Anthony Martial is set to remain at Old Trafford, but United now know they can’t rely on the ‘con’ merchant.
“The problem with United’s forwards is that none of them is an actual centre-forward. Martial almost conned us into thinking he was one…”
Paul Scholes’ comments at the end of last year came just two months after he had described Martial as “unstoppable” as a centre-forward. But after no goals and no assists by mid-December, his previous season’s exploits were deemed smoke and mirrors; he had been “misleading” us all.
That was a slightly odd turn of phrase: it suggests some sort of deliberate deception on Martial’s part. When really, that six month spell – in which he was very, very good and then very, very bad – is simply who he is.
Martial’s PL numbers and their effect on Man Utd transfers. A thread.
2015-16: P31 G11 A4
Decent first season as LW or CF. Zlatan signed in the summer. Martial seen as a versatile option.
— Will Ford (@willfordy25) August 10, 2021
His United career has been a series of peaks and troughs; just when he’s written off, he puts together a run of performances to suggest he could be the answer to one United problem or another, before it becomes apparent that he definitely isn’t the answer to any question and the club are forced to think again. Zlatan Ibrahimovic, Alexis Sanchez, Romelu Lukaku, Daniel James and Jadon Sancho have all been signed since Martial joined United, with the Frenchman prompting – or at least playing a significant role in – those moves, according to form, fitness and flights of fancy.
The summer of 2019 is the prime example. United opted against signing a replacement for Lukaku, instead bringing in James to play on the right wing. With James on one side and Marcus Rashford on the other, Martial was handed the No.9 shirt – he was to be the centre-forward. This was a decision made on the back of just ten Premier League goals the season before; just two after the turn of the year. It was a gamble that happened to pay off, with Martial scoring 17 league goals in what was comfortably his most productive season.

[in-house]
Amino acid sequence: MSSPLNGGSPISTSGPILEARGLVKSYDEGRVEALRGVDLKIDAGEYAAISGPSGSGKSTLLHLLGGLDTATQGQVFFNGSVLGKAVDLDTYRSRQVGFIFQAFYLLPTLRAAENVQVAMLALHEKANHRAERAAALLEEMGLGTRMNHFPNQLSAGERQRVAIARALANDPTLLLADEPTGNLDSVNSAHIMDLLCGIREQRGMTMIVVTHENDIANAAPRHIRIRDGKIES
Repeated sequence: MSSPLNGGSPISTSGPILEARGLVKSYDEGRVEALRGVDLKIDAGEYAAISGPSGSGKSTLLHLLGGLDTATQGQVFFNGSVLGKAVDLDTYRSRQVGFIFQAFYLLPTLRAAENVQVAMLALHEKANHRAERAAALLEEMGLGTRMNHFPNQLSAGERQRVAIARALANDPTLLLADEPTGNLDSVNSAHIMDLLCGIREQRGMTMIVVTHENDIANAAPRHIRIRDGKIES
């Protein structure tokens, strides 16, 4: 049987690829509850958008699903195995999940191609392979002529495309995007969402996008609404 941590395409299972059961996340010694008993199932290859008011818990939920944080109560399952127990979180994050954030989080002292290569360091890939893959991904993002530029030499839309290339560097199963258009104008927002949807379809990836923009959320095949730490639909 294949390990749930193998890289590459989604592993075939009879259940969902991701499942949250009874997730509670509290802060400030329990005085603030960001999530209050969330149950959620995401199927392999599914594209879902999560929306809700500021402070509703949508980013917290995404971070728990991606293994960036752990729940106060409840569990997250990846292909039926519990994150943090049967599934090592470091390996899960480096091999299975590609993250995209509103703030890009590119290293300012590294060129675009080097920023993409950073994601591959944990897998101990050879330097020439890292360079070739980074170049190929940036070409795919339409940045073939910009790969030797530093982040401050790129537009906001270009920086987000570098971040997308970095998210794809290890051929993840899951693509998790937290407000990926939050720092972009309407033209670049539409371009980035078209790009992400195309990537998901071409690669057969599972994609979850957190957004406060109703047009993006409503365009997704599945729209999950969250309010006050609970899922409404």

That form didn’t prevent them moving for a top striker the following summer, but it did prompt them to rethink their strategy. Instead of spending a huge amount on a younger striker, they instead went for Cavani – presumed at that stage to be back-up or competition for Martial, rather than the absolute first choice. Of course, he then accidentally became first choice after another protracted Martial slump.
Ole Gunnar Solskjaer has confirmed that Martial will be staying at the club for the coming season. But it feels different this time.
For Solskjaer and United, it makes sense for a few reasons. With Marcus Rashford out until October, United would look a little light on the left side were Martial to leave. Similarly, without Martial – who remains an option as the central striker – there would be a lot of pressure on the 34-year-old shoulders of Cavani who, despite his excellence, can’t be expected to play two games a week for the entire season. And, of course, there is a place for a player like Martial in this and any squad – someone who could hit a hot streak if the stars align or the mood strikes him.
But it’s not a great situation for Martial himself. When everyone is fit, he will be second choice – at best – on both the left side and through the middle. And given Mason Greenwood’s superior finishing and Solskjaer’s penchant for squeezing square peg Paul Pogba into the round hole on the left, he could easily be third in the pecking order in both positions. He remains home but with nowhere to go; little more than insurance at a club that have continually bought players to play with him or threaten his position in the hope he will fight for his place, often without success.
And that is the crux of the matter. United have done plenty in the last six years to improve their forward line, with Martial in mind as key to that improvement. But it now feels as though he’s little more than a safety blanket, rather than someone to build with and around. God knows, they’ve tried to make it work, but Martial’s inconsistency makes that impossible. If he’s the main man, they need a back-up. If he’s the back-up, they need a back-up for the back-up.
This could be a long con. Another change of formation or some tactical sorcery could create the perfect set of circumstances for Martial to flourish consistently. But that’s more unlikely now than it’s ever been. And despite Martial not moving on, United are now in a position where they can.